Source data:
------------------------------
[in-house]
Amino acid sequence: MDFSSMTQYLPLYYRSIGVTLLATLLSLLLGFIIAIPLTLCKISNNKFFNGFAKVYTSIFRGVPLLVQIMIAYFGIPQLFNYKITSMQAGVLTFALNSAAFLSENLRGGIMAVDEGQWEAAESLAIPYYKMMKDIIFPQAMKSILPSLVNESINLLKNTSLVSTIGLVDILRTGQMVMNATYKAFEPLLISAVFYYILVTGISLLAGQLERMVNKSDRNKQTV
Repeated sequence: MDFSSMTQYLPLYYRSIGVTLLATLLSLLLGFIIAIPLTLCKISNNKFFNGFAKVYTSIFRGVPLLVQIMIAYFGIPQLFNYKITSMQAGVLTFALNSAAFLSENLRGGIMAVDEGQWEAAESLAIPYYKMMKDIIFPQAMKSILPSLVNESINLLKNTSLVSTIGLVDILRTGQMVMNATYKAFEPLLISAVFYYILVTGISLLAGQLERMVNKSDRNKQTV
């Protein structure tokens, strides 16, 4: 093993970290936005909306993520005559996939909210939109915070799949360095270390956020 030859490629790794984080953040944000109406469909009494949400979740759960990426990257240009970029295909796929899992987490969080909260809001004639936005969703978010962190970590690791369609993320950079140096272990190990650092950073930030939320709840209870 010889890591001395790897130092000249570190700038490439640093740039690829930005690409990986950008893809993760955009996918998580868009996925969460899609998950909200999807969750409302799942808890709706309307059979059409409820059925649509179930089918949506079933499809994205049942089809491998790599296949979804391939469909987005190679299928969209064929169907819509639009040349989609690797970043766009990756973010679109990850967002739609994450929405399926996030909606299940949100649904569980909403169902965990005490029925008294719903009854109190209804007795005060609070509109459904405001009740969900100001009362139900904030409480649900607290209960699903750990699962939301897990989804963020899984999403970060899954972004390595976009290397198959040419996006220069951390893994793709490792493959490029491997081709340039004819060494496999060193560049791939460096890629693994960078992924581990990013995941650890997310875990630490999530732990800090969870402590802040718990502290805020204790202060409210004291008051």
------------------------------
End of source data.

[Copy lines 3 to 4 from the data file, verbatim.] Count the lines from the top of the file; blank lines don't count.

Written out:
Repeated sequence: MDFSSMTQYLPLYYRSIGVTLLATLLSLLLGFIIAIPLTLCKISNNKFFNGFAKVYTSIFRGVPLLVQIMIAYFGIPQLFNYKITSMQAGVLTFALNSAAFLSENLRGGIMAVDEGQWEAAESLAIPYYKMMKDIIFPQAMKSILPSLVNESINLLKNTSLVSTIGLVDILRTGQMVMNATYKAFEPLLISAVFYYILVTGISLLAGQLERMVNKSDRNKQTV
């Protein structure tokens, strides 16, 4: 093993970290936005909306993520005559996939909210939109915070799949360095270390956020 030859490629790794984080953040944000109406469909009494949400979740759960990426990257240009970029295909796929899992987490969080909260809001004639936005969703978010962190970590690791369609993320950079140096272990190990650092950073930030939320709840209870 010889890591001395790897130092000249570190700038490439640093740039690829930005690409990986950008893809993760955009996918998580868009996925969460899609998950909200999807969750409302799942808890709706309307059979059409409820059925649509179930089918949506079933499809994205049942089809491998790599296949979804391939469909987005190679299928969209064929169907819509639009040349989609690797970043766009990756973010679109990850967002739609994450929405399926996030909606299940949100649904569980909403169902965990005490029925008294719903009854109190209804007795005060609070509109459904405001009740969900100001009362139900904030409480649900607290209960699903750990699962939301897990989804963020899984999403970060899954972004390595976009290397198959040419996006220069951390893994793709490792493959490029491997081709340039004819060494496999060193560049791939460096890629693994960078992924581990990013995941650890997310875990630490999530732990800090969870402590802040718990502290805020204790202060409210004291008051």